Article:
Burglar resistance

Windows, doors and façades that offer resistance

Spectacular raids such as the theft of the priceless treasure from the Grünes Gewölbe in Dresden Castle make the headlines. But, every day, countless robberies take place in homes and the perpetrators not only steal everything they can make money from but also leave behind a trail of destruction. What remains is the horrible feeling of being the victim of arbitrary aggression. Burglar-proof windows and doors made from steel profile systems offer protection from this traumatic experience.

Selecting the appropriate level of resistance

In the private sphere, RC2 is recommended as the minimum requirement. This resistance class provides protection against break-in attempts with simple tools such as screwdrivers, pliers and wedges. Windows and doors of resistance class RC3 offer greater levels of protection: They must withstand at least five minutes of crowbar assault. Experience has shown that burglars give up the longer the building part resists. RC4 to RC6 are resistance classes that impose even higher requirements for intrusion protection. These components offer resistance against even experienced burglars brandishing powerful electric tools such as drills, jigsaws and angle grinders.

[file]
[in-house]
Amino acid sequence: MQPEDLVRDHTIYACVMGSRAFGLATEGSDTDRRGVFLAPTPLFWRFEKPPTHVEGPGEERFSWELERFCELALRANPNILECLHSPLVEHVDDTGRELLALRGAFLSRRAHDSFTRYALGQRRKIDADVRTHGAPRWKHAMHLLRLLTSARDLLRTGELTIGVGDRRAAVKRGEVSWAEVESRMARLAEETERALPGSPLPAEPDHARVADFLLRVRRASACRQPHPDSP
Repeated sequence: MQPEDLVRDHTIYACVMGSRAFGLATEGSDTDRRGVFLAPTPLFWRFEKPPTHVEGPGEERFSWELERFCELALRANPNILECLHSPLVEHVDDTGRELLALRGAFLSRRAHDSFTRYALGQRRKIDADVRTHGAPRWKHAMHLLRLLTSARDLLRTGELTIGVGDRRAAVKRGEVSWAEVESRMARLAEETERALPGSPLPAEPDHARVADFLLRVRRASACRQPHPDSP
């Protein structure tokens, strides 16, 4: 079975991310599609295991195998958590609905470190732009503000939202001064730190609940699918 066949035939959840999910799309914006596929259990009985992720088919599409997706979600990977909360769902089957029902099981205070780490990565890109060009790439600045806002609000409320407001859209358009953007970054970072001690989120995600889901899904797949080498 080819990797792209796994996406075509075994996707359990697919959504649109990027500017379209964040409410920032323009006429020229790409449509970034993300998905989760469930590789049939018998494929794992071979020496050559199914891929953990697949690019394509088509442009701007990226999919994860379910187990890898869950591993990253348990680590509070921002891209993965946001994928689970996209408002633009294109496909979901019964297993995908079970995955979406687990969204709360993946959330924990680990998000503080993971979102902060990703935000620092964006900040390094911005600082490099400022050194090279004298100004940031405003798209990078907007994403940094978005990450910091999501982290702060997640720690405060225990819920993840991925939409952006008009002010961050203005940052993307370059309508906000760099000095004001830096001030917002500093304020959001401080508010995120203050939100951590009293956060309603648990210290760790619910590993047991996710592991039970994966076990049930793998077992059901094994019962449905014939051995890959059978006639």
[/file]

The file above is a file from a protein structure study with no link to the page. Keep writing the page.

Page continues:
Reliable protection

Burglar-proof door, gate, window and façade systems constructed from Jansen steel profile systems are used on government buildings, museums and galleries as well as correctional facilities, banks and police stations. In high-end residential housing, too, glazed burglar-proof constructions that use slim steel profiles can reliably satisfy the occasionally contradictory requirements of greater transparency and openness on the one hand and protection against burglary and vandalism on the other in an aesthetically pleasing manner.

Burglar-proofing and resistance

Burglar resistance is classified according to DIN EN 1627. The standard tests the resistance of various building components and puts them in resistance classes RC 1 N, RC 2 N and RC 2 to RC 6. The N in the first two categories refers to the possibility of certain aspects being regulated on a national level. For example, in Germany, none of the requirements from the lower resistance classes RC 1 N and RC 2 N are applied to window glazing, but in Austria they are.